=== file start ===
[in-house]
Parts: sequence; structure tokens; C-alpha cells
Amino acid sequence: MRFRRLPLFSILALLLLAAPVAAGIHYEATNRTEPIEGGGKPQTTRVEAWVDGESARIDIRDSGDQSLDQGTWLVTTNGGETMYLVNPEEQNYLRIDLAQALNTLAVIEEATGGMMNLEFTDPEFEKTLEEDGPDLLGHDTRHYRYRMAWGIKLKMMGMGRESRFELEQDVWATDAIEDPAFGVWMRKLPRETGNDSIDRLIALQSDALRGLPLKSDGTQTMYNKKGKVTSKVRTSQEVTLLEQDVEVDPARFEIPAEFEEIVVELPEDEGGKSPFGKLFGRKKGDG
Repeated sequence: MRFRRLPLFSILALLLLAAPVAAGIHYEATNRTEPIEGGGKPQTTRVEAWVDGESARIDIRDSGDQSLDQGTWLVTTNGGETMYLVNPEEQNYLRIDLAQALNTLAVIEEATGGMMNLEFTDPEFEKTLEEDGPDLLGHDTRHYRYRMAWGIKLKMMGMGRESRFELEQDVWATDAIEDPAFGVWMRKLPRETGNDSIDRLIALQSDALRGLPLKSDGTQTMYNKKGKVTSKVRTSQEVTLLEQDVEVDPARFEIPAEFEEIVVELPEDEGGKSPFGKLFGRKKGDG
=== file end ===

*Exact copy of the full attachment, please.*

[in-house]
Parts: sequence; structure tokens; C-alpha cells
Amino acid sequence: MRFRRLPLFSILALLLLAAPVAAGIHYEATNRTEPIEGGGKPQTTRVEAWVDGESARIDIRDSGDQSLDQGTWLVTTNGGETMYLVNPEEQNYLRIDLAQALNTLAVIEEATGGMMNLEFTDPEFEKTLEEDGPDLLGHDTRHYRYRMAWGIKLKMMGMGRESRFELEQDVWATDAIEDPAFGVWMRKLPRETGNDSIDRLIALQSDALRGLPLKSDGTQTMYNKKGKVTSKVRTSQEVTLLEQDVEVDPARFEIPAEFEEIVVELPEDEGGKSPFGKLFGRKKGDG
Repeated sequence: MRFRRLPLFSILALLLLAAPVAAGIHYEATNRTEPIEGGGKPQTTRVEAWVDGESARIDIRDSGDQSLDQGTWLVTTNGGETMYLVNPEEQNYLRIDLAQALNTLAVIEEATGGMMNLEFTDPEFEKTLEEDGPDLLGHDTRHYRYRMAWGIKLKMMGMGRESRFELEQDVWATDAIEDPAFGVWMRKLPRETGNDSIDRLIALQSDALRGLPLKSDGTQTMYNKKGKVTSKVRTSQEVTLLEQDVEVDPARFEIPAEFEEIVVELPEDEGGKSPFGKLFGRKKGDG